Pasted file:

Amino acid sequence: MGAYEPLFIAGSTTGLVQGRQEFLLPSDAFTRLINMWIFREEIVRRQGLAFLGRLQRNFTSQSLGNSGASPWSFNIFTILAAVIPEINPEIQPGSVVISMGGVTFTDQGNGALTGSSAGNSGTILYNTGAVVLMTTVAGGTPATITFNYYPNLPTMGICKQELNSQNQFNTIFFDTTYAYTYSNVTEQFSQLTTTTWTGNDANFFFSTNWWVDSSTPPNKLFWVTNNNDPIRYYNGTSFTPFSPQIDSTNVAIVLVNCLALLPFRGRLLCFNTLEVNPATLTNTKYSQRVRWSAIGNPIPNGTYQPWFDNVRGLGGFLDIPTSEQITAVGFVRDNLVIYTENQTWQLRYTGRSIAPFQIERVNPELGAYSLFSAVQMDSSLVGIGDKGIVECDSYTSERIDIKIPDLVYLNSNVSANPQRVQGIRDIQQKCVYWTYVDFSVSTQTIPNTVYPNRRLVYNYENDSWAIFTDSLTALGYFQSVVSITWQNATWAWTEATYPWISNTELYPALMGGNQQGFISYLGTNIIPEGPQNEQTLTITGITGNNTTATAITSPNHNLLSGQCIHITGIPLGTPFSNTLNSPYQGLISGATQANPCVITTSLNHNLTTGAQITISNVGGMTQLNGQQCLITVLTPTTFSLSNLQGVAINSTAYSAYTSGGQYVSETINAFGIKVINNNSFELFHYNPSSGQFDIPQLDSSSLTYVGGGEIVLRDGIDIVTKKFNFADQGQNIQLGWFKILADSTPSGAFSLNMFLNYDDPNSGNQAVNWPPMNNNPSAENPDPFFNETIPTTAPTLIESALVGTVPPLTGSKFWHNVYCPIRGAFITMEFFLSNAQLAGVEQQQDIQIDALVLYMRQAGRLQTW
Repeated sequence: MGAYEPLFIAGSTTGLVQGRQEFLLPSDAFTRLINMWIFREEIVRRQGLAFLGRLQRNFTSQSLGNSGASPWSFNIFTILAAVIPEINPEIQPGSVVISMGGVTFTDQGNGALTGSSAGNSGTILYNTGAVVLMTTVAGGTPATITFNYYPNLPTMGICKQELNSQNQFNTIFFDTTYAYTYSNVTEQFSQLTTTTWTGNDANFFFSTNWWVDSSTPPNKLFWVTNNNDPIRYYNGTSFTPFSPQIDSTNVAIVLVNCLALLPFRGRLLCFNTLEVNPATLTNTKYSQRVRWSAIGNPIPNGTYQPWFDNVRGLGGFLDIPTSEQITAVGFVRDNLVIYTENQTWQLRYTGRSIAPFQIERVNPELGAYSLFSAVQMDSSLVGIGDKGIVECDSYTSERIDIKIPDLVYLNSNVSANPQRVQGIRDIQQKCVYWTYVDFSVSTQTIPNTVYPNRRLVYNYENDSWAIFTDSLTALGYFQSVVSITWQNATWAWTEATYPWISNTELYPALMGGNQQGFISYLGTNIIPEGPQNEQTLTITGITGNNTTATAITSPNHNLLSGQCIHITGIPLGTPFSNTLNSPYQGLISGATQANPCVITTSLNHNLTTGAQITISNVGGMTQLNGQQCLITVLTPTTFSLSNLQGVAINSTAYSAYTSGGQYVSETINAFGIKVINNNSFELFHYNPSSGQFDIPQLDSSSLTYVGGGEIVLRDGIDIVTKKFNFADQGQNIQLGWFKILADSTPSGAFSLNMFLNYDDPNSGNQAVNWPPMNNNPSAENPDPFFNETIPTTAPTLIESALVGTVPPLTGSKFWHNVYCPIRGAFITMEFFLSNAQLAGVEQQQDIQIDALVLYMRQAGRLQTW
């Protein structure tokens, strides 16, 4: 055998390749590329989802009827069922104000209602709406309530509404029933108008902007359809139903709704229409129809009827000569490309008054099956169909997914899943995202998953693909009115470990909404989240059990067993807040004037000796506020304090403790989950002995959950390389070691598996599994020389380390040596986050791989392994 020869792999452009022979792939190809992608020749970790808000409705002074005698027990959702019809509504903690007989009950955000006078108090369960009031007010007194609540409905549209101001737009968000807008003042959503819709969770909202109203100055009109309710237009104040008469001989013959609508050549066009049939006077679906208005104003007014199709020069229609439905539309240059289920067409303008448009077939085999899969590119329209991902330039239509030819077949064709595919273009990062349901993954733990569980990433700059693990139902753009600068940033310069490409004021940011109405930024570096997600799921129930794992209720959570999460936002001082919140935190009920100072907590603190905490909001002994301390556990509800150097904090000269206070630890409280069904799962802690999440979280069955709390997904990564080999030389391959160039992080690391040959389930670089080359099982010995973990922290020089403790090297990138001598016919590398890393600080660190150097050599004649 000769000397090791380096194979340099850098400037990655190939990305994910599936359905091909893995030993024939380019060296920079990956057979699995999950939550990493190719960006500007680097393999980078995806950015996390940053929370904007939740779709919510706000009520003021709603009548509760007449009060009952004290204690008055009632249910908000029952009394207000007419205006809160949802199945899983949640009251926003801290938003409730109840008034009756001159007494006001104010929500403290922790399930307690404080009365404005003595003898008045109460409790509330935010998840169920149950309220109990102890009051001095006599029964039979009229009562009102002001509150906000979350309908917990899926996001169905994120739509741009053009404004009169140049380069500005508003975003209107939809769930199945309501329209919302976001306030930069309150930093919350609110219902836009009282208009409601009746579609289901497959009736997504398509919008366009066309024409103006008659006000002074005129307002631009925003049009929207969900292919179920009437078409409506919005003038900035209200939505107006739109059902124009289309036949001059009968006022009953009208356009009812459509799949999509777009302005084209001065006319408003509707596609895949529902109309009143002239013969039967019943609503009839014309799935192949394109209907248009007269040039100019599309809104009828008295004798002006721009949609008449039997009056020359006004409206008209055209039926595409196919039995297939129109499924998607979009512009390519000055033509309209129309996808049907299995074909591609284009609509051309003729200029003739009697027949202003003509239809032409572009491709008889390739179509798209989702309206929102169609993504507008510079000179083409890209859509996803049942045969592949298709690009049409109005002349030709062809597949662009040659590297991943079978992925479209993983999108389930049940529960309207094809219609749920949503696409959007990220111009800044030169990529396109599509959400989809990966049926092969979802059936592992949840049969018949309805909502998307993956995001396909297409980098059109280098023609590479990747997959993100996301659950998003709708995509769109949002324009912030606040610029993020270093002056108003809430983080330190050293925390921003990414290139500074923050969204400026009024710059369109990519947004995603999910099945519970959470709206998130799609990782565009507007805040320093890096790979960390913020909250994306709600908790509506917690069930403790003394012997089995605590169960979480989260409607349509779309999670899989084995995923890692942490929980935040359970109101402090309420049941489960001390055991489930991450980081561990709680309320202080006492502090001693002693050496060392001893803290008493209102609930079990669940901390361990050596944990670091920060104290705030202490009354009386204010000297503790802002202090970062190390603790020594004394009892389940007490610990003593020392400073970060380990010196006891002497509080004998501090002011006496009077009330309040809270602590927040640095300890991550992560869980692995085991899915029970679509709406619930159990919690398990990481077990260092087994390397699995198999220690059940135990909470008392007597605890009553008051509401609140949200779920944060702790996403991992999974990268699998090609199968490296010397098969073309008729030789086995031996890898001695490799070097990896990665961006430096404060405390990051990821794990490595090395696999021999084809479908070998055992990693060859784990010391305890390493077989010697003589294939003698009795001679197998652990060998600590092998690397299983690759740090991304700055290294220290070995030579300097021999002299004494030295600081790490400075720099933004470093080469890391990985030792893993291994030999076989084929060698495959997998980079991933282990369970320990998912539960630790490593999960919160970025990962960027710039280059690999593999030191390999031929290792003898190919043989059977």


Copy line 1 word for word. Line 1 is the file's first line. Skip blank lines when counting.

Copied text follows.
Amino acid sequence: MGAYEPLFIAGSTTGLVQGRQEFLLPSDAFTRLINMWIFREEIVRRQGLAFLGRLQRNFTSQSLGNSGASPWSFNIFTILAAVIPEINPEIQPGSVVISMGGVTFTDQGNGALTGSSAGNSGTILYNTGAVVLMTTVAGGTPATITFNYYPNLPTMGICKQELNSQNQFNTIFFDTTYAYTYSNVTEQFSQLTTTTWTGNDANFFFSTNWWVDSSTPPNKLFWVTNNNDPIRYYNGTSFTPFSPQIDSTNVAIVLVNCLALLPFRGRLLCFNTLEVNPATLTNTKYSQRVRWSAIGNPIPNGTYQPWFDNVRGLGGFLDIPTSEQITAVGFVRDNLVIYTENQTWQLRYTGRSIAPFQIERVNPELGAYSLFSAVQMDSSLVGIGDKGIVECDSYTSERIDIKIPDLVYLNSNVSANPQRVQGIRDIQQKCVYWTYVDFSVSTQTIPNTVYPNRRLVYNYENDSWAIFTDSLTALGYFQSVVSITWQNATWAWTEATYPWISNTELYPALMGGNQQGFISYLGTNIIPEGPQNEQTLTITGITGNNTTATAITSPNHNLLSGQCIHITGIPLGTPFSNTLNSPYQGLISGATQANPCVITTSLNHNLTTGAQITISNVGGMTQLNGQQCLITVLTPTTFSLSNLQGVAINSTAYSAYTSGGQYVSETINAFGIKVINNNSFELFHYNPSSGQFDIPQLDSSSLTYVGGGEIVLRDGIDIVTKKFNFADQGQNIQLGWFKILADSTPSGAFSLNMFLNYDDPNSGNQAVNWPPMNNNPSAENPDPFFNETIPTTAPTLIESALVGTVPPLTGSKFWHNVYCPIRGAFITMEFFLSNAQLAGVEQQQDIQIDALVLYMRQAGRLQTW